CPFC16: A Conference that Left a Lasting Impression


Last weekend (Nov 19-20) I went to the Canadian Personal Finance Conference  (#CPFC16) for the first time. I flew from Calgary on the Friday night, staying there for the weekend and returning back to Calgary on Sunday after the conference.

So what did I learn from the conference?

Well a blog post will not do it justice, but here goes. The roster of speakers for the two days were amazing. If you are a Canadian PF blogger, I highly recommend attending this conference next year. Not only was it a great event for networking, but there was a wealth of information from well know and respected people in the industry.  The roster of the speakers can be found here.

Even though each speaker came with their own unique take on personal finance and focused on different aspects of personal finance, I wanted to summarize four major themes I got from this conference. Although there were more than 4 themes, these were the ones that stood out to me.

Rethink Housing for Millennials

The conference included a housing panel discussion with 3 experts in the industry. Canada has over a 70% home-ownership rate, (higher than in the United States) and some millennials are having a hard time breaking into the market. Here are some notable things that were discussed about home-ownership by the panelists and the audience:

  • Millennials may need to rethink the length of time they stay in ‘starter homes’. The average length of time people stayed in starter homes was 3-5 years. Rob Carrick from the Globe & Mail believes that millennials should look at 10 years’ time horizon for their starter homes moving forward. With that being said, avoiding homes that do not allow your family to grows (i.e. buying a 1-bedroom condo if you want to start a family within the next 10 years). Alternatively, buying homes that are too big and would take your family years to grow into is not a good use of financial resources either. Most of the panelists agreed that appreciation of homes will be moving slowly so constantly moving every 5 years or so will eat into equity and possibly leave one in a worse financial situation than before.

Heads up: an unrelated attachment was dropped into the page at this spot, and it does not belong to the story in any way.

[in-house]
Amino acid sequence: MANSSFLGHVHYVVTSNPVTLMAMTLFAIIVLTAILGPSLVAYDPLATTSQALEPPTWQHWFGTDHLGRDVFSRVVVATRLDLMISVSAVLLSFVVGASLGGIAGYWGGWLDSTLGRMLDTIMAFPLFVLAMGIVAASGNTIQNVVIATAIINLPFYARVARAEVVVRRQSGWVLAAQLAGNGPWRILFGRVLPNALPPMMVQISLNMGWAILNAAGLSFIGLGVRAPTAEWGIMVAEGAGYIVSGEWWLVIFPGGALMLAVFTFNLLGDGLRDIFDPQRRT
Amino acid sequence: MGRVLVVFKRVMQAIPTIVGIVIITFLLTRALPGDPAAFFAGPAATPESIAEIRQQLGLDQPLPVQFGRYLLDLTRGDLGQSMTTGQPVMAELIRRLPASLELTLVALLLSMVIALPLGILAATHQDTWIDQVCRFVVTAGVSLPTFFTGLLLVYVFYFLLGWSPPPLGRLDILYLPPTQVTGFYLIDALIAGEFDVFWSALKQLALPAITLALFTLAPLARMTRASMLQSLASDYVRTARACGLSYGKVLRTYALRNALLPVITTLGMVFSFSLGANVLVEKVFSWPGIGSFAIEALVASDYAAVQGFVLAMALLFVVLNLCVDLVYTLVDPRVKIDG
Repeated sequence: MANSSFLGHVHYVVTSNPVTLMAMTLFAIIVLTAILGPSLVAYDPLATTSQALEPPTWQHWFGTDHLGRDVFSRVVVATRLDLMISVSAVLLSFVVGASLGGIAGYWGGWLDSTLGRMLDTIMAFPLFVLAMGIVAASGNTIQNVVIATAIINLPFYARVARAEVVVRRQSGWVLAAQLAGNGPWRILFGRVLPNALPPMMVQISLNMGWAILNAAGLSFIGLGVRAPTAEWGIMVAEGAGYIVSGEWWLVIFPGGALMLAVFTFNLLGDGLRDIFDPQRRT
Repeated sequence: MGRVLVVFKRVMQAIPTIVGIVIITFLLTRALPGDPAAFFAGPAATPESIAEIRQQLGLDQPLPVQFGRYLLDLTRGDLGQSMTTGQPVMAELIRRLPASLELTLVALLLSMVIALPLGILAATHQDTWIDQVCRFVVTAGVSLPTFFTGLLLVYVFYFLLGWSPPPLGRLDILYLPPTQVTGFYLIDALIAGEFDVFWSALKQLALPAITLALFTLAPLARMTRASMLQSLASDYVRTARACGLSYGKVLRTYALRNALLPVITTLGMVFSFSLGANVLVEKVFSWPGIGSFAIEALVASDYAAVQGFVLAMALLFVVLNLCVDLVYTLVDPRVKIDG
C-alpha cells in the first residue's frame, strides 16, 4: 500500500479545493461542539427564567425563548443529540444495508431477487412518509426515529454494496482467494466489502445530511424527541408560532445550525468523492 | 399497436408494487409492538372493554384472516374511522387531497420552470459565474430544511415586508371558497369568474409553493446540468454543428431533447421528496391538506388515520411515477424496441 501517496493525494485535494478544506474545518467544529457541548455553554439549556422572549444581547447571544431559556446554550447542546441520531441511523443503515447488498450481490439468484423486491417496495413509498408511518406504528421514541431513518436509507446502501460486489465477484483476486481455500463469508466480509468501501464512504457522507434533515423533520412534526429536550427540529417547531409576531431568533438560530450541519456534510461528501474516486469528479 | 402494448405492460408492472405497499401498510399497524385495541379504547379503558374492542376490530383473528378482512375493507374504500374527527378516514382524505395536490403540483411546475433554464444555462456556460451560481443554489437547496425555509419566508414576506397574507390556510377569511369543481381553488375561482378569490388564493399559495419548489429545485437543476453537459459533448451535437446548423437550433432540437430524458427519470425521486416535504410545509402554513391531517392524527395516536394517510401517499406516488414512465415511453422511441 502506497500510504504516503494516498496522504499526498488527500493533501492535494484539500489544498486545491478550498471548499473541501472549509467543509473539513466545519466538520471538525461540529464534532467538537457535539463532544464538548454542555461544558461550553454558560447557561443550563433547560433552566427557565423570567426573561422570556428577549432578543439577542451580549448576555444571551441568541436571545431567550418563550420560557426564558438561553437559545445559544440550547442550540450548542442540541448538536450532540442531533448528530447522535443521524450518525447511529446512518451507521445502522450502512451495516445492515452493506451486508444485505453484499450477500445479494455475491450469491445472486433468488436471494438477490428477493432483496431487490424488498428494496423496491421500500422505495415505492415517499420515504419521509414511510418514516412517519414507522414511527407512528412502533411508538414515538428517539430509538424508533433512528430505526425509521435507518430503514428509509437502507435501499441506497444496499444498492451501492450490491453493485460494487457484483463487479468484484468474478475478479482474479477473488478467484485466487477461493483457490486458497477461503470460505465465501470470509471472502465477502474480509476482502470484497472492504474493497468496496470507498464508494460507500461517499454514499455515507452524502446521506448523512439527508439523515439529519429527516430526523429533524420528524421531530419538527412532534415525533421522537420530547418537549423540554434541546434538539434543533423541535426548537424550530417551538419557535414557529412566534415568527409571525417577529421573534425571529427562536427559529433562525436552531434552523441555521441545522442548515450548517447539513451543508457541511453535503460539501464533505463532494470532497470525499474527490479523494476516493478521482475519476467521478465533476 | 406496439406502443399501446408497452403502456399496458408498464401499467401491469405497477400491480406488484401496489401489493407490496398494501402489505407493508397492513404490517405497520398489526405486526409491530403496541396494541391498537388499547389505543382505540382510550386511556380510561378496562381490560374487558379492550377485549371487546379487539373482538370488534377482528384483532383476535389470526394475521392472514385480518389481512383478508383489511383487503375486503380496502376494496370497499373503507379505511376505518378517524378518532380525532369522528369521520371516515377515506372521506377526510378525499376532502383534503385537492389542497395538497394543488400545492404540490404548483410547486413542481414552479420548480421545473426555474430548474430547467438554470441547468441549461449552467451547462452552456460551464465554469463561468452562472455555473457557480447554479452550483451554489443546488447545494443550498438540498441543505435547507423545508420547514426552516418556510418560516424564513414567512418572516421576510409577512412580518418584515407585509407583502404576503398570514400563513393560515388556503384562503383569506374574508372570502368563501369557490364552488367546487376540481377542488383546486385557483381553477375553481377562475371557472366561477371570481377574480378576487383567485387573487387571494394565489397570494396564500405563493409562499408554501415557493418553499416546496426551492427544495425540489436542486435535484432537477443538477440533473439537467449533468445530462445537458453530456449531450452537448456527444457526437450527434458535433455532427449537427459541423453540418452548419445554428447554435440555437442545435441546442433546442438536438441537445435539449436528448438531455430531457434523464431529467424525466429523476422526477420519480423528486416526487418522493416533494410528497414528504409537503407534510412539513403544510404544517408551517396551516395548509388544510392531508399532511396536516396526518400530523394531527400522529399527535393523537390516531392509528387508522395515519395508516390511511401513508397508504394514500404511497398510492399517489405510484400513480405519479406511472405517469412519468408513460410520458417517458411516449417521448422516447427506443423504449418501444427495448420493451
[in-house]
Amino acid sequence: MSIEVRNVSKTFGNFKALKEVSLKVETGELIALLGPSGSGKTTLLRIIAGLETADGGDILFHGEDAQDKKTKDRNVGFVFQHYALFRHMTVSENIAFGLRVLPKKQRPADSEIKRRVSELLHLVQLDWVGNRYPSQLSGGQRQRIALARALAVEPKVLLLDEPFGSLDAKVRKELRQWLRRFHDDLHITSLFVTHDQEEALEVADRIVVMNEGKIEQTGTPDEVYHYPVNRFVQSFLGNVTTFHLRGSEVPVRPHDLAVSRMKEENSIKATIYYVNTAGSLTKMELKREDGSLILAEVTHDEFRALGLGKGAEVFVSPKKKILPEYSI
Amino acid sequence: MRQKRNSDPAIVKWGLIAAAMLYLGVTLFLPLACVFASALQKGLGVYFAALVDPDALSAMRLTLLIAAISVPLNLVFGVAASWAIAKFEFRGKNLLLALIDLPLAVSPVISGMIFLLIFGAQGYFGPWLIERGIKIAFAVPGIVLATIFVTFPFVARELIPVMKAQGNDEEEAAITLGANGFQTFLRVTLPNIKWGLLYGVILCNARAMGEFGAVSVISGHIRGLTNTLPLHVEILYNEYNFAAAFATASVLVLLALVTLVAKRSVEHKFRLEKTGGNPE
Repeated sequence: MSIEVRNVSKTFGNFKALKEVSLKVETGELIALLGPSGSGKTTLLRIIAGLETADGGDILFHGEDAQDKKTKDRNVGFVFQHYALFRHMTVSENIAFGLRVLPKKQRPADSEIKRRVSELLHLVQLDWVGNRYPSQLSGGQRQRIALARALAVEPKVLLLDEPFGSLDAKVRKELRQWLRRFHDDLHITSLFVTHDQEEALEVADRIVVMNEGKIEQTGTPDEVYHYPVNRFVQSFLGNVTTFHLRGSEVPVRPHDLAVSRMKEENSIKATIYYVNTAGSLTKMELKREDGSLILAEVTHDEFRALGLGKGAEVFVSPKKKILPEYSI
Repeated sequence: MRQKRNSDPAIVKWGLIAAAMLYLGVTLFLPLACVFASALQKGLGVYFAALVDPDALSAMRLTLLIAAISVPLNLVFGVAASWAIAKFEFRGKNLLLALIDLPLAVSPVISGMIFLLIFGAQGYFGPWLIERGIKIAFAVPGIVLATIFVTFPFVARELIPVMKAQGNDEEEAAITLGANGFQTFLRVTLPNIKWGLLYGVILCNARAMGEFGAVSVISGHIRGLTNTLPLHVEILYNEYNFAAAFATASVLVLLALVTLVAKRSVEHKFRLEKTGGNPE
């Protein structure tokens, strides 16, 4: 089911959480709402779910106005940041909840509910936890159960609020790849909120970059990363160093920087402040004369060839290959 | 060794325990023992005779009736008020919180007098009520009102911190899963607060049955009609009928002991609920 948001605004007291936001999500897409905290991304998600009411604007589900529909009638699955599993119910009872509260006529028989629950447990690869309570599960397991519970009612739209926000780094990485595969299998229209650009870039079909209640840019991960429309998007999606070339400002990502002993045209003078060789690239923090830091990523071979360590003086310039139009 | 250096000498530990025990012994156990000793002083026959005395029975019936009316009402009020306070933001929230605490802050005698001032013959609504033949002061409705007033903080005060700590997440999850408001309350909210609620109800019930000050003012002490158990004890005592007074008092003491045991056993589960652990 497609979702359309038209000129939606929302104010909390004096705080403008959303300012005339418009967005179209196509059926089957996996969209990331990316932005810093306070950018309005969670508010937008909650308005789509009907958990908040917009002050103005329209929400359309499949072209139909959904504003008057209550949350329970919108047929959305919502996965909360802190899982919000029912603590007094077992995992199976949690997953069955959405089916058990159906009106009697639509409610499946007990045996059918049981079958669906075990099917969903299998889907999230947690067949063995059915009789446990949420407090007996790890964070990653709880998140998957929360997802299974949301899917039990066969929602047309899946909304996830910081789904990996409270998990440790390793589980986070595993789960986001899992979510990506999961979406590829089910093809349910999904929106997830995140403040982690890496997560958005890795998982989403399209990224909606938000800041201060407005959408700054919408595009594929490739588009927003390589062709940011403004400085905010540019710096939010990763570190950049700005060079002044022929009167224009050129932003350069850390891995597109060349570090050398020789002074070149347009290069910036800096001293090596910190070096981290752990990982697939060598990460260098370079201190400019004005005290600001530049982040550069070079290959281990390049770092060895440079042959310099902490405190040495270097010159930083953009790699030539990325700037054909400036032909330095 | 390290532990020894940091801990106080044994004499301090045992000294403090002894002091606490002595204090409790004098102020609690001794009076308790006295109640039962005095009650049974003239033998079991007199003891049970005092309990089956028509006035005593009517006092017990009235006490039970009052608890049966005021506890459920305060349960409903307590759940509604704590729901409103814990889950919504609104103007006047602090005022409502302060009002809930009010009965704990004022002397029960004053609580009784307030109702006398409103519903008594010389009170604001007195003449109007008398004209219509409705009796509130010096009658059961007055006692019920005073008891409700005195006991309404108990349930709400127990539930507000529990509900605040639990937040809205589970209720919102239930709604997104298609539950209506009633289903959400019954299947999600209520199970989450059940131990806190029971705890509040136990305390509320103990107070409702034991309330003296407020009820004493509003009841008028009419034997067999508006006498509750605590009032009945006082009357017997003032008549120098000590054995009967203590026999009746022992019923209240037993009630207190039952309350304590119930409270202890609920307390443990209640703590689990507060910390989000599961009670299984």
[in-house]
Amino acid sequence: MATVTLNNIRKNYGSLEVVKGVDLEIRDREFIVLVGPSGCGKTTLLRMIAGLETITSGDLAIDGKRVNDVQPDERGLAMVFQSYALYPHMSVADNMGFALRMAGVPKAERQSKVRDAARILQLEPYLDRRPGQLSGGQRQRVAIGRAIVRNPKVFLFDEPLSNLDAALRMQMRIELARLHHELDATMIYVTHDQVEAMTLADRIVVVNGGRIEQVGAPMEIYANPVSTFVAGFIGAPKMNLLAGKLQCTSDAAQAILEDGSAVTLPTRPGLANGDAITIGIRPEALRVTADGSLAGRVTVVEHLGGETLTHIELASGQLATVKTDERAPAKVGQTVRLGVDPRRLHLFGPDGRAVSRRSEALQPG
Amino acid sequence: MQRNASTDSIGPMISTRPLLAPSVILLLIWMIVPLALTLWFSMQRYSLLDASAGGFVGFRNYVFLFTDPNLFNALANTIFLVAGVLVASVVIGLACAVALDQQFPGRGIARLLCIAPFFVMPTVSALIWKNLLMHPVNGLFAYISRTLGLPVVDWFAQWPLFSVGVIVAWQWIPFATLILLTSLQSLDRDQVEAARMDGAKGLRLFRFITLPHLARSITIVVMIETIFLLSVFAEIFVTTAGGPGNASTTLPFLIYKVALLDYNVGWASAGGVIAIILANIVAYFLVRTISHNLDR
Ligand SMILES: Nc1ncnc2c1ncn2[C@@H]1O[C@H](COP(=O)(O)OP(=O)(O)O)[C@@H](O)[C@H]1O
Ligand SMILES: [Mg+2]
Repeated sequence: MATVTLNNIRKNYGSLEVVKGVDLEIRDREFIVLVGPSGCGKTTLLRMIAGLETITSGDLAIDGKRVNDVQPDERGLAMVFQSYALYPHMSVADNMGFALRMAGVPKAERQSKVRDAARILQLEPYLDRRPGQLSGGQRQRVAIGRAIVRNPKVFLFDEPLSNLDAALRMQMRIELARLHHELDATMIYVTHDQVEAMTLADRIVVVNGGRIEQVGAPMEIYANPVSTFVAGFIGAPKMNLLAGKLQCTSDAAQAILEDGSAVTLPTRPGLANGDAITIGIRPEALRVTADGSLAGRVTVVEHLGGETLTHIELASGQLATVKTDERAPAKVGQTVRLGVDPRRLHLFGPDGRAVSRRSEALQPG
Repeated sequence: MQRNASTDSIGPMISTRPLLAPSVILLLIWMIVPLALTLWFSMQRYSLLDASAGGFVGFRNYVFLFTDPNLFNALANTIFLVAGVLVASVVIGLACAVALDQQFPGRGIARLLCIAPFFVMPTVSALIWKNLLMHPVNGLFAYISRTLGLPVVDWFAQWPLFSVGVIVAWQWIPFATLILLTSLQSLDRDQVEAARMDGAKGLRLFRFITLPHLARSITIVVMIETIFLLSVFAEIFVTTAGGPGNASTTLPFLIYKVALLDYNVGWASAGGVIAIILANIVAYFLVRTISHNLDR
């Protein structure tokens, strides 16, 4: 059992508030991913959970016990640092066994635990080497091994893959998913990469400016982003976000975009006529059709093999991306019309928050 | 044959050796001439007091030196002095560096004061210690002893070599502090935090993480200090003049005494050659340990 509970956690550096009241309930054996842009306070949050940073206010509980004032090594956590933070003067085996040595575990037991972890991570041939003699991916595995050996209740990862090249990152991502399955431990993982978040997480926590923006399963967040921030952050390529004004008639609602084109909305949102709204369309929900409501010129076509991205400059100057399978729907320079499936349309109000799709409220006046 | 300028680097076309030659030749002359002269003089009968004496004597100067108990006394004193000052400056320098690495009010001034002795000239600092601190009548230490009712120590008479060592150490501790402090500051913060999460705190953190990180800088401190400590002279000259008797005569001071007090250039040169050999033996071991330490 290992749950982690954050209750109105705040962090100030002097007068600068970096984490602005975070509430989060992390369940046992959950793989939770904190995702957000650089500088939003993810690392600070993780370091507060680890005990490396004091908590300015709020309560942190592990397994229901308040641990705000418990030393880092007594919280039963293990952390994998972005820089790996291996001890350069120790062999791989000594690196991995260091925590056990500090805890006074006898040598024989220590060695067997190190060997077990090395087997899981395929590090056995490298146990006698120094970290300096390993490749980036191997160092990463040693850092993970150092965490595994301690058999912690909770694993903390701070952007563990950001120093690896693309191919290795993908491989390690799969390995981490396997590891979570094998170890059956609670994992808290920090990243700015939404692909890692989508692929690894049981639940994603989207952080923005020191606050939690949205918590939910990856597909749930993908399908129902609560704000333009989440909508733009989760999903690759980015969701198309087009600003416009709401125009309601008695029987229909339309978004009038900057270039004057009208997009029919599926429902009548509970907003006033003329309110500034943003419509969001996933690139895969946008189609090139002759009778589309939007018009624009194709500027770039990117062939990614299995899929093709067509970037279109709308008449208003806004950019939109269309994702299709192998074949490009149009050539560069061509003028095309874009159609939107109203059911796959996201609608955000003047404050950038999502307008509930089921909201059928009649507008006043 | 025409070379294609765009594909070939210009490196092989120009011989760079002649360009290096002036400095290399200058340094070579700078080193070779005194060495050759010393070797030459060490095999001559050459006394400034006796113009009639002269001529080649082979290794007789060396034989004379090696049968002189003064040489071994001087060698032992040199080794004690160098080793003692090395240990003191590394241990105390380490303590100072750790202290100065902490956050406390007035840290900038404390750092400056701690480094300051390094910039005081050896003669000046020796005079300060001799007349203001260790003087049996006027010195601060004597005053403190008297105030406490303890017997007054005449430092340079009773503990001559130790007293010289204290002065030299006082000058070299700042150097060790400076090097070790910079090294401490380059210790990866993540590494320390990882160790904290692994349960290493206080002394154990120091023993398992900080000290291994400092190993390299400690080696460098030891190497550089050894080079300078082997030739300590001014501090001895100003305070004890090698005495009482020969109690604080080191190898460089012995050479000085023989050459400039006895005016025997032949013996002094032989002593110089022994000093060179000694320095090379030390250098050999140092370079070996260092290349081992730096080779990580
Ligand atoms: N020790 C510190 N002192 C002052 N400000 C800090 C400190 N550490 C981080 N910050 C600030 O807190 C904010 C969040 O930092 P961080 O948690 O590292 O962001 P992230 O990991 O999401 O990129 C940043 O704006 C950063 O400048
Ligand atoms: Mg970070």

• Millennials living in highly priced housing markets like Toronto and Vancouver may need to consider renting indefinitely. Similar to New York city, home-ownership may be unaffordable for most if prices continue to increase without incomes increasing.
  • Millennials may need to save up longer for their down payment. With stricter lending requirements that have come out this year and increasing house prices in major cities, millennials in these regions may need to prolong entry into the housing market until their late 30’s or early 40’s. With the life expectancy increasing to age 80 and up, one panelist felt this is not too big a problem.
  • Rob Carrick, from the Globe and Mail believes that we need to look at housing as a part of a bigger picture and financial decision. Including how will homeownership affect our lifestyle, what we are able to do and not do. He also believes that house prices become a bubble when people are speculating to buy a house and invest.
  • What was surprising was that all 3 panelists liked the new mortgage lending rules put in place this year, including those that work in real estate. In hot markets like Vancouver and Toronto, the rules may help to cool down house prices without causing a crash similar to what was seen in other housing markets in 2008-2009.
  • One panelist also mentioned that if you are a diligent saver and investor (balanced, passive and long term), over time a renter will have a higher net worth than one who owns. This argument had mixed reviews with some for and against this argument. They also did mention however that most people buy a home for more than just an investment, there is emotional and intrinsic component to it as well.